Cyber Attack 'Forces Iranian Nuclear Computers To Play AC/DC At Full Volume'

Cyber Attack 'Forces Iranian Nuclear Computers To Play AC/DC At Full Volume'

Cyber warfare has been taken to a new, hard rockin' level.

According to one security expert, a computer virus has attacked computer systems in Iran and forced them to play heavy metal, at full volume, during the middle of the night.

The computer worm reportedly compromises the machines, and makes them repeat the track 'Thunderstruck' by AC/DC, ad nauseum.

The unconfirmed report, picked up by Gawker, comes from Mikko Hypponen, who is a researcher at the Finnish security company F-Secure.

He said that his team received several emails from Iran's Atomic Energy Organisation which claimed the AC/DC assault was in progress.

The emails said the worm had also shut down automatic systems and other hardware, as well as playing the hard-rock anthem.

"I am writing you to inform you that our nuclear program has once again been compromised and attacked by a new worm with exploits which have shut down our automation network at Natanz and another facility Fordo near Qom," the email read.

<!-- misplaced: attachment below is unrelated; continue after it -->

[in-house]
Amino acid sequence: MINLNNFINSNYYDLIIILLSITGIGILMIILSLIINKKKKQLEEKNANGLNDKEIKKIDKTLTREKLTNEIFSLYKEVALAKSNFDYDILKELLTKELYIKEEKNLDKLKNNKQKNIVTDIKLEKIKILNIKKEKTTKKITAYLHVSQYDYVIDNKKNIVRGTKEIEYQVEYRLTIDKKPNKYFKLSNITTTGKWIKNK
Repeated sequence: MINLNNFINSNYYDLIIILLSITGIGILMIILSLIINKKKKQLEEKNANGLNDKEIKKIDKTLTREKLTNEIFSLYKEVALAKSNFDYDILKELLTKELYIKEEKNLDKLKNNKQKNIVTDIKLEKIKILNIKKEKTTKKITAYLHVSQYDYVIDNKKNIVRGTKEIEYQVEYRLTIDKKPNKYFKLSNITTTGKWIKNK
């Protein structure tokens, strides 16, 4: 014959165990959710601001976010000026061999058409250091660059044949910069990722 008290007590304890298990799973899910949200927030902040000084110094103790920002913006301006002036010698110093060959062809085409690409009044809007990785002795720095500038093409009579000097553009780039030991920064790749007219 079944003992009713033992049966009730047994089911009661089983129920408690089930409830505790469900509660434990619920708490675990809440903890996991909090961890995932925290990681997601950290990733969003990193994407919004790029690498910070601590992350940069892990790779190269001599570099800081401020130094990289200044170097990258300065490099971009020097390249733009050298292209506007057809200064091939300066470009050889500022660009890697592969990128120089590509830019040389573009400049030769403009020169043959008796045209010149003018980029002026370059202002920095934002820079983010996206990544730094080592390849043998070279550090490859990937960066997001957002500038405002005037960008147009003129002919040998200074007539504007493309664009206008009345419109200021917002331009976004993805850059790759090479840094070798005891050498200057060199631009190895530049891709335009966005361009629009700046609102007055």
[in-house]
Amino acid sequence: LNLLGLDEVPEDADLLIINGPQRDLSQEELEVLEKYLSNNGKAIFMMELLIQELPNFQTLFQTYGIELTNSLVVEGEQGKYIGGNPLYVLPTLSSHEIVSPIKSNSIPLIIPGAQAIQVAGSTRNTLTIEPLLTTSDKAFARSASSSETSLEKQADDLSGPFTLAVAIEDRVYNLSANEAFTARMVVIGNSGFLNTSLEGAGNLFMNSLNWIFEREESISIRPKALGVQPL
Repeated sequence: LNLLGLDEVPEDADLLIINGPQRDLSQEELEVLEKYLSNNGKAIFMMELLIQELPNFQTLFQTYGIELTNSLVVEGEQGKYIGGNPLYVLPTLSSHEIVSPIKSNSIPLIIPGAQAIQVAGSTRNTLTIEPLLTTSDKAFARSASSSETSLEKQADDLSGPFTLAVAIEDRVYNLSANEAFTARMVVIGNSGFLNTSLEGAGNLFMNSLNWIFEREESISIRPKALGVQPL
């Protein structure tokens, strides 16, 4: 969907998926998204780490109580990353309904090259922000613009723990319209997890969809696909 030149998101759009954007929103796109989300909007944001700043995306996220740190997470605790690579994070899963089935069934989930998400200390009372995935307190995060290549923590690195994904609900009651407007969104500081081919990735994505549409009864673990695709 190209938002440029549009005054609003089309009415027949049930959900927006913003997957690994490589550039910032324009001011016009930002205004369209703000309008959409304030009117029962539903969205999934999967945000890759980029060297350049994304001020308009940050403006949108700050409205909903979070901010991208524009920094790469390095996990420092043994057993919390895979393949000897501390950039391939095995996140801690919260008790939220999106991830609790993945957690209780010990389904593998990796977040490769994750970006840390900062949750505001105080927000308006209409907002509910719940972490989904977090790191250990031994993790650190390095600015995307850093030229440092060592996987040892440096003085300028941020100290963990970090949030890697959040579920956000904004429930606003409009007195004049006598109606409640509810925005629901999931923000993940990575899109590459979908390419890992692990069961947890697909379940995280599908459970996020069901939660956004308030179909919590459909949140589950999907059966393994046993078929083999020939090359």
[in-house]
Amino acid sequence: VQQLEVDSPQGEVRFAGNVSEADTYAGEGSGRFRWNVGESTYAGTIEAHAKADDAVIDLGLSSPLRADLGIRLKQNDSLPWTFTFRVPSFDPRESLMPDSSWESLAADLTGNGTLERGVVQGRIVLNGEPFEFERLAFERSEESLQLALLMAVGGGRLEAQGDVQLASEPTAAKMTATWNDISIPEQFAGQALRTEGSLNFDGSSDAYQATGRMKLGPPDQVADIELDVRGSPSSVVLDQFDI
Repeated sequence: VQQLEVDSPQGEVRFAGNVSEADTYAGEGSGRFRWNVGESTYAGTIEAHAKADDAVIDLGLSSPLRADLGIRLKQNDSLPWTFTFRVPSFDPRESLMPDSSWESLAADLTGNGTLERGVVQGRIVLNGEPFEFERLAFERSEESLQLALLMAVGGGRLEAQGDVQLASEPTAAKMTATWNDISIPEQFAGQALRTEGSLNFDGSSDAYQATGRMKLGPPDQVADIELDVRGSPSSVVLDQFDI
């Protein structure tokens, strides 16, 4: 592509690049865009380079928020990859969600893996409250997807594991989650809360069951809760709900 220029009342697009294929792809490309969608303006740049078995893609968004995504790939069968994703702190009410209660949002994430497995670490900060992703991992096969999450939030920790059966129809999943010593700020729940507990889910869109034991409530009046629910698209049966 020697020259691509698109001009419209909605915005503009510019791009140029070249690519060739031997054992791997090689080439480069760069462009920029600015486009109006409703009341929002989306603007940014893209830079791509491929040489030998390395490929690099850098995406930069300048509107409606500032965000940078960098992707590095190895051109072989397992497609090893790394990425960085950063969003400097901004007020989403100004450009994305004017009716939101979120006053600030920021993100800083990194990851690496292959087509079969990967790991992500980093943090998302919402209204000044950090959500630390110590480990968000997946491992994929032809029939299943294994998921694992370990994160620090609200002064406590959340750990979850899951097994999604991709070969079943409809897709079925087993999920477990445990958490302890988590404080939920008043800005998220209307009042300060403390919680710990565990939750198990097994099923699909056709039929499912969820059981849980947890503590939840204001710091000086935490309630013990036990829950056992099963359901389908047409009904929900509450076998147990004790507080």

"According to the email our cyber experts sent to our teams, they believe a hacker tool Metasploit was used. The hackers had access to our VPN. The automation network and Siemens hardware were attacked and shut down. I only know very little about these cyber issues as I am scientist not a computer expert."

"There was also some music playing randomly on several of the workstations during the middle of the night with the volume maxed out. I believe it was playing 'Thunderstruck' by AC/DC."

The attack type - Metasploit - is a cheap, open-source form of malware, indicating many different groups, governments or individuals could potentially be behind it.

The reported attack comes just weeks after the discovery of Flame, the most complex of its kind in history.

The malware, which is suspected to have been developed and released by the United States, was able to download data, record keystrokes, control nearby phones with Bluetooth and map locations with WiFi signals, and cost less than $10m to develop.


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